Chicago to Boost Mental Health Spending by $1.2M to Help Those Struggling During Pandemic

(Ken Teegardin / Flickr)(Ken Teegardin / Flickr)

The city will spend an additional $1.2 million to expand mental health treatment for people struggling to cope during the coronavirus pandemic, Mayor Lori Lightfoot announced Thursday.

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Flanked by Dr. Allison Arwady, the commissioner of the Chicago Department of Health, Lightfoot said the additional funds would be split among four health organizations: Friend Health, Healthcare Alternative Systems, Thresholds and Trilogy Behavioral Healthcare.

Those organizations will focus on those needing help on the South and West sides, Lightfoot said.

In addition, the city purchased 100 licenses from for $35,000 to deliver digital behavioral health services at its mental health centers in Bronzeville, Englewood, West Elsdon, Lawndale and North River.

And a collection of self-help videos will be available at a new website dubbed Windy City Wellness, through a partnership with Ten Percent Happier, a wellness firm.

The city has also set up a new help line at 312-747-1020, which is available regardless of income and citizenship status, Lightfoot said.

Lightfoot urged Chicagoans to reach out for help if they began to struggle during the pandemic, which has kept people from seeing friends and relatives, cost many their jobs and prevented in-person church attendance.

Lightfoot said even those without mental health challenges before the pandemic could be struggling, and said she felt the “weight of this moment.”

“And, as a result, as part of my wellness routine, I’ve leaned into my faith even more,” Lightfoot said. “I make sure every day I have time just to be alone, to breathe and put the burdens of the day aside. I’m intentional about finding hope and love in the selfless acts of others. And I allow myself to cry and feel despair. That is also part of this moment.”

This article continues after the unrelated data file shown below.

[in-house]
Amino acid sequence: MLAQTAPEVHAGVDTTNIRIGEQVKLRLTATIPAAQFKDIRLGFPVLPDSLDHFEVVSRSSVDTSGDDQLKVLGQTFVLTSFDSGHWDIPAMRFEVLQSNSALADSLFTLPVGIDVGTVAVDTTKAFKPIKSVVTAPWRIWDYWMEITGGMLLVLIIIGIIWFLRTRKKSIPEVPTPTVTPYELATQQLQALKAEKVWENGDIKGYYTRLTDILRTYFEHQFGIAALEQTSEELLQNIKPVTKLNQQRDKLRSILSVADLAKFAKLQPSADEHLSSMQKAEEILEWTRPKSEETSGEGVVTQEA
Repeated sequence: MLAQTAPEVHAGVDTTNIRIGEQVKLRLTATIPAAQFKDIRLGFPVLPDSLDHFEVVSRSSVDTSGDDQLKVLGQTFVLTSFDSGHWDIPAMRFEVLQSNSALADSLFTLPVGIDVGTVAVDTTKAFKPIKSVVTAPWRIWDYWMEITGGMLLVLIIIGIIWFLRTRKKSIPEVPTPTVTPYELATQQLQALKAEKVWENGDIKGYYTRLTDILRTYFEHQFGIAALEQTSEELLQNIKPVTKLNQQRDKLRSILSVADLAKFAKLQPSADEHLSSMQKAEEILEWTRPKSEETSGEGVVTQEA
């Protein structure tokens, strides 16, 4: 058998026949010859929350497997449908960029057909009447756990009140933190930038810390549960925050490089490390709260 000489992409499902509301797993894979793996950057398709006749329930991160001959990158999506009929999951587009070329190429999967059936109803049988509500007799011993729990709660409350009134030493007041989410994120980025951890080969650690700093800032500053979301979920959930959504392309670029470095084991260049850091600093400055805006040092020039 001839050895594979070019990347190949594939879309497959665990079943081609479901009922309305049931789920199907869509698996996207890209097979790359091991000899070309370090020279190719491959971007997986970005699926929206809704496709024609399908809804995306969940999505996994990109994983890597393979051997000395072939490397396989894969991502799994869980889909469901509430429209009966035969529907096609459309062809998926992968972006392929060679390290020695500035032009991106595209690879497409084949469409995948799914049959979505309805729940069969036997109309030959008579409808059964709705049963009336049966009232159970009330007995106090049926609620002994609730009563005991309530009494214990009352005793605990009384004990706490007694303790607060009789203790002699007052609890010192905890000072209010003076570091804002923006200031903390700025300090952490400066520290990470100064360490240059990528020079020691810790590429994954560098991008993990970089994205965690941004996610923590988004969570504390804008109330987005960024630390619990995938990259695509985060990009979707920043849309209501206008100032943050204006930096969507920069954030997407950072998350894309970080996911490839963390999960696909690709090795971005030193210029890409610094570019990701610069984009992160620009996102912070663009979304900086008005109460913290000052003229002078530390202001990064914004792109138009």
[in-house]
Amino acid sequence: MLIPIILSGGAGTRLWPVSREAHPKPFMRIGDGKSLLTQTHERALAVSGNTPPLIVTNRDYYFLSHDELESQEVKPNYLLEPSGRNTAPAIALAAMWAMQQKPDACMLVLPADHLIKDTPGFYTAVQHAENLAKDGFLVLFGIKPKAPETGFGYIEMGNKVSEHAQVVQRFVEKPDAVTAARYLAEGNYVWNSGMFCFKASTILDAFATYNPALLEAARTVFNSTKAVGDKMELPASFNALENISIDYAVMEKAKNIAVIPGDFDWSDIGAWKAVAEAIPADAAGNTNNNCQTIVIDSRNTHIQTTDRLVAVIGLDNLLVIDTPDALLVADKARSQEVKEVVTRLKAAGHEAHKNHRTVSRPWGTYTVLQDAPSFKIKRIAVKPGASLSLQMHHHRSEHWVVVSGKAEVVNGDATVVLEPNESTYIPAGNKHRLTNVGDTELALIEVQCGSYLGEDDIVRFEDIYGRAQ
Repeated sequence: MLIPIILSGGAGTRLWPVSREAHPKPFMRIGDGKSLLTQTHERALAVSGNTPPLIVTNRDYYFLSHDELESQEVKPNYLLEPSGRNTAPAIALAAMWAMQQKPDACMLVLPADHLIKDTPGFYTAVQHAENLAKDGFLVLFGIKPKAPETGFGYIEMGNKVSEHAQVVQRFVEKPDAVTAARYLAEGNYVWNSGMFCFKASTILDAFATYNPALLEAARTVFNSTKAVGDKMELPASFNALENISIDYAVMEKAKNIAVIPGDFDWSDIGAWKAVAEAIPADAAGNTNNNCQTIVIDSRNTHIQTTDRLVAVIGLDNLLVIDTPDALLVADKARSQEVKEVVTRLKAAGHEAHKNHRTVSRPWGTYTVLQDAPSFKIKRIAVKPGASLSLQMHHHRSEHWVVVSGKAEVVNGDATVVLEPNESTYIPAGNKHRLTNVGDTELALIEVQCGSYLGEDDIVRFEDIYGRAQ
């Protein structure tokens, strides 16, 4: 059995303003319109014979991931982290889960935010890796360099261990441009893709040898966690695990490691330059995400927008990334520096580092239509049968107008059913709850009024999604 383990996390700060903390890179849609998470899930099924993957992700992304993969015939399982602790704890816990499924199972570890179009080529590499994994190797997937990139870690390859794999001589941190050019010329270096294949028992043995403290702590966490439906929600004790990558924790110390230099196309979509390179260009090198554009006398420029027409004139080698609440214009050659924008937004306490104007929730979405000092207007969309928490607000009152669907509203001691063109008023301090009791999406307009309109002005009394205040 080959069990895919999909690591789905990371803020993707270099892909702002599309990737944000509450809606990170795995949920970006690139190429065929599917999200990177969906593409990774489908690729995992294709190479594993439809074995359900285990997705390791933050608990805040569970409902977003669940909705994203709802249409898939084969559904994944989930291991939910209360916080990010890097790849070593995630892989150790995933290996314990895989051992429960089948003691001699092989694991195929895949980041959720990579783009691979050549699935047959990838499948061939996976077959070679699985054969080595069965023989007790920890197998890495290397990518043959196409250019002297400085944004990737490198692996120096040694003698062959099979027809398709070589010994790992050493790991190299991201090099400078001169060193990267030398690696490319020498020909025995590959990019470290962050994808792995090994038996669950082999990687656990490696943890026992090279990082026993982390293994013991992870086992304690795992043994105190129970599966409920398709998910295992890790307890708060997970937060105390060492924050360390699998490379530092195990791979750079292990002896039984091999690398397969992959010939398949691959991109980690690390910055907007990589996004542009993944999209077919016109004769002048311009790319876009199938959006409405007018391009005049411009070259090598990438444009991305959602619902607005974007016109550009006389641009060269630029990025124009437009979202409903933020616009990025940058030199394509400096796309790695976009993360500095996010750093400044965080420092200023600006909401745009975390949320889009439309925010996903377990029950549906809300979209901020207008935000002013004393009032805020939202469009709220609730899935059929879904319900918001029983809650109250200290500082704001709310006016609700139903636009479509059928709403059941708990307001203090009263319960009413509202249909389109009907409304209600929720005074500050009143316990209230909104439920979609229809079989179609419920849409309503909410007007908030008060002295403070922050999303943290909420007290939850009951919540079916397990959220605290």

Arwady’s confirmation as Chicago’s top health official was delayed for months in 2019 after aldermen pressed her to reopen six mental health clinics closed by former Mayor Rahm Emanuel in 2011. 

Arwady and Lightfoot instead backed a plan included in the city’s 2020 spending plan to create “a citywide network of care” and add $9.3 million to the Chicago Department of Health’s budget for mental health services to expand care at 15 existing federally funded clinics, as well as the five remaining city-run clinics.

However, several progressive aldermen said that was insufficient and cited the lack of funding for mental health clinics as one reason they voted against the spending plan.

The expanded mental health services will paid for with money included in the 2020 budget.

Contact Heather Cherone: @HeatherCherone | (773) 569-1863 | [email protected]

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